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Brown, C.R., USDA/ARS, Prosser, WA, United States
Kim, T.S., Dept. of Plant Breeding, Cornell University, Ithaca, NY, United States
Ganga, Z., Aroostook Research Farm, University of Maine, Presque Isle, ME, United States
Haynes, K., USDA/ARS, Beltsville, MD, United States
De Jong, D., Dept. of Plant Breeding, Cornell University, Ithaca, NY, United States
Jahn, M., Dept. of Plant Breeding, Cornell University, Ithaca, NY, United States
Paran, I., Volcani Center, Bet Dagan, Israel
De Jong, W., Dept. of Plant Breeding, Cornell University, Ithaca, NY, United States
High carotenoid potato may have particular value for human health due to the antioxidant properties and the therapeutic value for eye health in patients at risk for macular degeneration. Carotenoid concentrations were determined among the progeny of a cross between two high carotenoid lines derived from diploid Papa Amarilla germplasm from South America. The total carotenoid content ranged from 82 to 2686 μg / 100 g fresh weight (FW). The higher values greatly exceeded the mid-parent value of the cross. An index for yellow tuber flesh color was determined for a subset of the progeny. A cleaved amplified polymorphic sequence (CAPS) assay was developed to distinguish the alleles of beta-carotene hydroxylase (bch) in the two high-carotenoid parents. A bch allele (denoted B) common to the high carotenoid parents co-segregated with yellow flesh in the progeny of a white-flesh x yellow-flesh cross, making bch an excellent candidate for the classical Y locus, required for yellow tuber flesh. The same allele was also present in all other yellow-fleshed potato clones tested. Genotype at bch explained a portion of the variation of total carotenoid (R2 = 0.42). Clones homozygous for the B allele (BB) contained, on average, slightly more carotenoid than heterozygous Bb clones, which in turn had much more carotenoid than homozygous bb clones, suggesting a partially dominant gene model. Similarly, bb flesh was significantly less yellow than Bb and BB, the latter two being quite close. Total carotenoid varied considerably between progeny in the Bb and BB genotype categories, suggesting that variation at one or more additional loci have a significant effect on total carotenoid levels. Since the total carotenoid levels in many Papa Amarilla cultivars and progeny are much higher than those in white- and yellow-fleshed tetraploid cultivars, it may be possible to breed for high carotenoid values in tetraploid germplasm by introducing one or more genes derived from Papa Amarilla germplasm.
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Segregation of total carotenoid in high level potato germplasm and its relationship to beta-carotene hydroxylase polymorphism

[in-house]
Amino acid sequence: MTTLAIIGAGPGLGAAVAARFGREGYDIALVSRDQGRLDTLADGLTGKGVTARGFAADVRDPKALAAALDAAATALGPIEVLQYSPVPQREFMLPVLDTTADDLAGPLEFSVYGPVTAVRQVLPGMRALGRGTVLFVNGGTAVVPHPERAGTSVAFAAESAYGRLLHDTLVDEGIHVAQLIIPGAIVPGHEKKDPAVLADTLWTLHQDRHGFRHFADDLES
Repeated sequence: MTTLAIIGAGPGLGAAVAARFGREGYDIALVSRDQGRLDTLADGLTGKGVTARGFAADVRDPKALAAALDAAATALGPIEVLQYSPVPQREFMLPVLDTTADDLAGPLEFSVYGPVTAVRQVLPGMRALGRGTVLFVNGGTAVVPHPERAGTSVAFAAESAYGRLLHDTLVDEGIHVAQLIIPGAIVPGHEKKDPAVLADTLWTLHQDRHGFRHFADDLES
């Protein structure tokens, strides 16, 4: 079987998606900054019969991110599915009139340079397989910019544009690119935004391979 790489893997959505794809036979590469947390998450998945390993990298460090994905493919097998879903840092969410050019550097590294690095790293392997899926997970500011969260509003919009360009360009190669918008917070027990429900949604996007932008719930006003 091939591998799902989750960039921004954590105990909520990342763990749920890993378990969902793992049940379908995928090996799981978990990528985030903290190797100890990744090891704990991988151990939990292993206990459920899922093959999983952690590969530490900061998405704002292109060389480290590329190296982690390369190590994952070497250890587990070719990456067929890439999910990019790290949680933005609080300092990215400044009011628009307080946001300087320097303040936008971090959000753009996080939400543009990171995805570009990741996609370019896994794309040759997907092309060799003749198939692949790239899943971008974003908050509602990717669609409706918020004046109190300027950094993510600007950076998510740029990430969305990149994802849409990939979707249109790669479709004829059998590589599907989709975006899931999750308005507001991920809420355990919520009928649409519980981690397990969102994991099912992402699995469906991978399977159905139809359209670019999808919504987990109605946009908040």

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Brown, C.R., USDA/ARS, Prosser, WA, United States
Kim, T.S., Dept. of Plant Breeding, Cornell University, Ithaca, NY, United States
Ganga, Z., Aroostook Research Farm, University of Maine, Presque Isle, ME, United States
Haynes, K., USDA/ARS, Beltsville, MD, United States
De Jong, D., Dept. of Plant Breeding, Cornell University, Ithaca, NY, United States
Jahn, M., Dept. of Plant Breeding, Cornell University, Ithaca, NY, United States
Paran, I., Volcani Center, Bet Dagan, Israel
De Jong, W., Dept. of Plant Breeding, Cornell University, Ithaca, NY, United States
Segregation of total carotenoid in high level potato germplasm and its relationship to beta-carotene hydroxylase polymorphism
High carotenoid potato may have particular value for human health due to the antioxidant properties and the therapeutic value for eye health in patients at risk for macular degeneration. Carotenoid concentrations were determined among the progeny of a cross between two high carotenoid lines derived from diploid Papa Amarilla germplasm from South America. The total carotenoid content ranged from 82 to 2686 μg / 100 g fresh weight (FW). The higher values greatly exceeded the mid-parent value of the cross. An index for yellow tuber flesh color was determined for a subset of the progeny. A cleaved amplified polymorphic sequence (CAPS) assay was developed to distinguish the alleles of beta-carotene hydroxylase (bch) in the two high-carotenoid parents. A bch allele (denoted B) common to the high carotenoid parents co-segregated with yellow flesh in the progeny of a white-flesh x yellow-flesh cross, making bch an excellent candidate for the classical Y locus, required for yellow tuber flesh. The same allele was also present in all other yellow-fleshed potato clones tested. Genotype at bch explained a portion of the variation of total carotenoid (R2 = 0.42). Clones homozygous for the B allele (BB) contained, on average, slightly more carotenoid than heterozygous Bb clones, which in turn had much more carotenoid than homozygous bb clones, suggesting a partially dominant gene model. Similarly, bb flesh was significantly less yellow than Bb and BB, the latter two being quite close. Total carotenoid varied considerably between progeny in the Bb and BB genotype categories, suggesting that variation at one or more additional loci have a significant effect on total carotenoid levels. Since the total carotenoid levels in many Papa Amarilla cultivars and progeny are much higher than those in white- and yellow-fleshed tetraploid cultivars, it may be possible to breed for high carotenoid values in tetraploid germplasm by introducing one or more genes derived from Papa Amarilla germplasm.
Scientific Publication
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